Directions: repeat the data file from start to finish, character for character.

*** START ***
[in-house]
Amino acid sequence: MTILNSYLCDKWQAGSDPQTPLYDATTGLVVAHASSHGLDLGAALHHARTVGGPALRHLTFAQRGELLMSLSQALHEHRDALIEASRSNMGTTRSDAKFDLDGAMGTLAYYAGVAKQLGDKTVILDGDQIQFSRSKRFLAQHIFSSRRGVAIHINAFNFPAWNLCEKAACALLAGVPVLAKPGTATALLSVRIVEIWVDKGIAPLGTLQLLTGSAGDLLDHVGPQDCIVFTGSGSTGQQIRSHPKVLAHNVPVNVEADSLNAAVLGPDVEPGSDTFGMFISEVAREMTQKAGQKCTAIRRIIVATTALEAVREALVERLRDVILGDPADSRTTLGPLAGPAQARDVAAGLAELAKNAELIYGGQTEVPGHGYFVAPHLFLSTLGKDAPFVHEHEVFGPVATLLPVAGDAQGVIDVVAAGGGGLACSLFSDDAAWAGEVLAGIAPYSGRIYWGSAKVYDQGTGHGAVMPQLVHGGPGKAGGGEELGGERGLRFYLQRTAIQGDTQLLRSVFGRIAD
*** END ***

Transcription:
[in-house]
Amino acid sequence: MTILNSYLCDKWQAGSDPQTPLYDATTGLVVAHASSHGLDLGAALHHARTVGGPALRHLTFAQRGELLMSLSQALHEHRDALIEASRSNMGTTRSDAKFDLDGAMGTLAYYAGVAKQLGDKTVILDGDQIQFSRSKRFLAQHIFSSRRGVAIHINAFNFPAWNLCEKAACALLAGVPVLAKPGTATALLSVRIVEIWVDKGIAPLGTLQLLTGSAGDLLDHVGPQDCIVFTGSGSTGQQIRSHPKVLAHNVPVNVEADSLNAAVLGPDVEPGSDTFGMFISEVAREMTQKAGQKCTAIRRIIVATTALEAVREALVERLRDVILGDPADSRTTLGPLAGPAQARDVAAGLAELAKNAELIYGGQTEVPGHGYFVAPHLFLSTLGKDAPFVHEHEVFGPVATLLPVAGDAQGVIDVVAAGGGGLACSLFSDDAAWAGEVLAGIAPYSGRIYWGSAKVYDQGTGHGAVMPQLVHGGPGKAGGGEELGGERGLRFYLQRTAIQGDTQLLRSVFGRIAD